In Which I Nitpick Mark Bahnisch’s Post

Especially this paragraph:

I disagree with the parallel between Merleau-Ponty’s dispositions towards the world with Bourdieu’s habitus. I think a more relevant comparison here is Alfred Schütz’s concepts of natural attitude and common sense atittude toward the lifeworld. Let me explain.

Bourdieu’s concept of habitus can be defined as such:

"The habitus is a structure of dispositions to action, but also of thought, perception and understanding which the actor acquires as a member of a social group or class. It is something like a mental or behavioral set (as psychologists would say), which the actor takes for granted and which structures the way he or she experiences the world and responds to it." (Cuff, Sharrock and Francis, 2006, p. 322)

[Disclaimer: Wes Sharrock was my dissertation advisor, so, yeah, it’s a shameless plug for one of the best introduction to sociological theory). The key to Bourdieu’s habitus is the way it (literally) embodies and incorporates social hierarchies that are then reproduced in actors practices. In this sense, habitus is a structuring structure (it structures practices) and a structured structure (it embodies the past social history of dominance and disadvantage). Power and social dominance are key to habitus.

Or, as I wrote myself in the Bourdieu entry of the Blackwell Encyclopedia of Sociology:

"For Bourdieu, the major determinant of practices is habitus: the set of dispositions actors acquire in their social milieu that generate and organize practices and representations. Habitus is the source of many types of ordinary behaviors, shaping artistic tastes (distinction), table manners, speech patterns (language and symbolic power), body language (masculine domination), writing styles, food and drink preferences, educational success (reproduction in education, the state nobility), etc. In all these practices are embodied a social hierarchy. For instance, not all artistic tastes are equally valued in the field of cultural production, and not just any writing style is valued in the educational field. To prefer Hollywood blockbusters to avant-garde cinema is to display a lower-class habitus; to be at ease in select restaurants and know how to choose the right wine reveals a high-class habitus."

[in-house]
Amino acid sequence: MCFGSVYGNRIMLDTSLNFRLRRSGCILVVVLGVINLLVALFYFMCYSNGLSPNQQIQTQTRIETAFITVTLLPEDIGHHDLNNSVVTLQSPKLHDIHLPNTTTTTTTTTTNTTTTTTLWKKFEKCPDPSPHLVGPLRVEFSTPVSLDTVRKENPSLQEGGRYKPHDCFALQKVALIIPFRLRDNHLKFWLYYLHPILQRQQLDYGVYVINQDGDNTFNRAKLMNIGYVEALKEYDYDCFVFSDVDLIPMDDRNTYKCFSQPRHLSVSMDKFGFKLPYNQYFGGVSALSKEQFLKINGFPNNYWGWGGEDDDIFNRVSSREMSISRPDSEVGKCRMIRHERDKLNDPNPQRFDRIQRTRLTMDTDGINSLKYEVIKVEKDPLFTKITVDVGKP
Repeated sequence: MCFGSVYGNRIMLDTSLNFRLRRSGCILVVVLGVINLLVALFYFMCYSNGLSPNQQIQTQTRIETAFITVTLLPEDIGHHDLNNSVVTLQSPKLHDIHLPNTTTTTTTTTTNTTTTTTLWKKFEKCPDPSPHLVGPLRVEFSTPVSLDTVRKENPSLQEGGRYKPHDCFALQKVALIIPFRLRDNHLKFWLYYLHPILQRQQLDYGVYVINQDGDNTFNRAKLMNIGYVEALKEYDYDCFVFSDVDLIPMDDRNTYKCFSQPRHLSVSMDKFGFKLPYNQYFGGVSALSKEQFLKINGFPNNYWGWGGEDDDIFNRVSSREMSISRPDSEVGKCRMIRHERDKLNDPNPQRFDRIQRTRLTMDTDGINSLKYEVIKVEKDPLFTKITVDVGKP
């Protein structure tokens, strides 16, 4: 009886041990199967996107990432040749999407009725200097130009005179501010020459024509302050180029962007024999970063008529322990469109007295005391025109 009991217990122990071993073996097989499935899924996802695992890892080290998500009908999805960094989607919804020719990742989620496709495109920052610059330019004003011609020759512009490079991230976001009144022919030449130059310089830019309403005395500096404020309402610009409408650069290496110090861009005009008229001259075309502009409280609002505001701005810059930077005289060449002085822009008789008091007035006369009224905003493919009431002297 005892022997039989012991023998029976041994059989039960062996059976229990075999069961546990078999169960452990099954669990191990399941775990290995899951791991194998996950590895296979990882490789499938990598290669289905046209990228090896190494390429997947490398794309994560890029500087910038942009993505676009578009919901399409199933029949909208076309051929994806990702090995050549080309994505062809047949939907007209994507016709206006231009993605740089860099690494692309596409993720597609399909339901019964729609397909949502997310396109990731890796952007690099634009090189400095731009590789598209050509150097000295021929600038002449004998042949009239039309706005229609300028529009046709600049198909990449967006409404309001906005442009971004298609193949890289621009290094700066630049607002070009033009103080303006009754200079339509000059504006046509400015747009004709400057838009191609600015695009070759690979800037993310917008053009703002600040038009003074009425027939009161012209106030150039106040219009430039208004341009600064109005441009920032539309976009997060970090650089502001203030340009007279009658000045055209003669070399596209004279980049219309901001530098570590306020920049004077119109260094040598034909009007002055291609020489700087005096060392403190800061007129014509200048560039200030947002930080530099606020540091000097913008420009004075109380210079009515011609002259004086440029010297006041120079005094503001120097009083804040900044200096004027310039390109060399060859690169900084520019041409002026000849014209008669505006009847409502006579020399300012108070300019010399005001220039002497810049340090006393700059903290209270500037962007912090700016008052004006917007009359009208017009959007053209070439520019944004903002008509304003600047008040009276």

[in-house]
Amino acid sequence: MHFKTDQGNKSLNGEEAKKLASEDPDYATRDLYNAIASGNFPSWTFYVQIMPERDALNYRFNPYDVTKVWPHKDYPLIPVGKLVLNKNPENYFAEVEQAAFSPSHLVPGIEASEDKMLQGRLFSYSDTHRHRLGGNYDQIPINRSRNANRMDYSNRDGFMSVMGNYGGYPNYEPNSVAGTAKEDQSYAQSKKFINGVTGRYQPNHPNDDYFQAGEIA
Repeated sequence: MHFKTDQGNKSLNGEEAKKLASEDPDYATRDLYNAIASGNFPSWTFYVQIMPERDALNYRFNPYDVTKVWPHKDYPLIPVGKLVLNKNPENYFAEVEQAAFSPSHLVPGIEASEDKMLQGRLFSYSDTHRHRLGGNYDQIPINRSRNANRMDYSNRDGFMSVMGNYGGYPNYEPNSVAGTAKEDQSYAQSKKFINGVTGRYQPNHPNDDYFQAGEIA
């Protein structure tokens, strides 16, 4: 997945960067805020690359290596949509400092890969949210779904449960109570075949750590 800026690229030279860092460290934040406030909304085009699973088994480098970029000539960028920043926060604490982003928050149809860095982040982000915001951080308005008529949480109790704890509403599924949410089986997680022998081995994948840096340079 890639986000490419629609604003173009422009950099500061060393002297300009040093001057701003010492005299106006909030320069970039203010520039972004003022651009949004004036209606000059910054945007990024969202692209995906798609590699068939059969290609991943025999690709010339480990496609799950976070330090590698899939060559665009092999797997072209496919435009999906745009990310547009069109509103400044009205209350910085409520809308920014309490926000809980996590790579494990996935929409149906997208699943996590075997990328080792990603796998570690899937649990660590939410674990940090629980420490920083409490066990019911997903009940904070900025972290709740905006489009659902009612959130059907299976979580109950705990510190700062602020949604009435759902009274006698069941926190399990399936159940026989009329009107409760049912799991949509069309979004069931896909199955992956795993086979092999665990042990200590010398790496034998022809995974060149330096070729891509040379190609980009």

In this sense, again, the concept of habitus is a very post-structuralist notion and even though Bourdieu was aware of Merleau-Ponty’s work, I just don’t think the concept applies here or that a clear parallel can be drawn.

What about Alfred Schütz then? Alfred Schütz is considered the main representative of phenomenological sociology. I think what Mark is talking about above is more akin to Schütz’s natural attitude:

"As they go about their lives, people do not doubt the reality of everything that could possibly be called into questions. They take most things for granted. However, to notice this attitude is not to point to a failing on the part of people going about their daily lives. Of course, people in the natural attitude do doubt, but do not, in practical terms could not, make doubting anything like their first priority. They only doubt when they have need to, when something goes wrong in their practical affairs." (Cuff, Sharrock and Francis, 2006, pp. 146)

[One can see how this constituted one pillar of ethnomethodology as Garfinkel’s Studies in Ethnomethodology tell of the experiments of disrupting these commonsense background assumptions that we take for granted to see what happens when the natural attitude is no longer an option.]

Moreover, this practical orientation of members of society is grounded in one subset of the natural attitude: the common-sense attitude (as opposed to the scientific attitude):

"The argument is that:

  • it is an inescapable feature of the organisation [sic] of actions that their course depends upon what people take for granted;
  • among any given set of people there is a vast multitude of things that they will take for granted, that between themselves they treat as obvious, apparent, as going without need of comment or explanation, as transparently and without question plainly the case, and readily known to anyone and everyone, i.e. common sense." (147)

In a sense, the common-sense atittude is a broader concept than habitus, and one less sensitive to issues of power and social dominance. I think it applies better here.

But as the title of this post indicates: I’m nitpicking.

Happy 100th Birthday, Claude Levi-Strauss

And Le Nouvel Observateur marks the occasion with a great special issue on Levi-Strauss.

There is no disputing the fact that Levi-Strauss is the last of the great post-War public intellectuals that France has produced and an enormous influence on the social sciences. His structuralism revolutionized anthropology and sociology and is still considered a foundation for the social sciences. Structuralism is the first course I taught at the University of Nice in 1997 along with structural linguistics as part of a course on language and society. His analysis of myths was truly a revelation of the power of structural analysis that definitely made all other approaches seem childish. And of course, his influence on the rest of the French intellectual scene, from Foucault to Bourdieu is undeniable even as both men criticized structuralism for its underestimation of power (something that will be at the heart of the post-structuralist movement.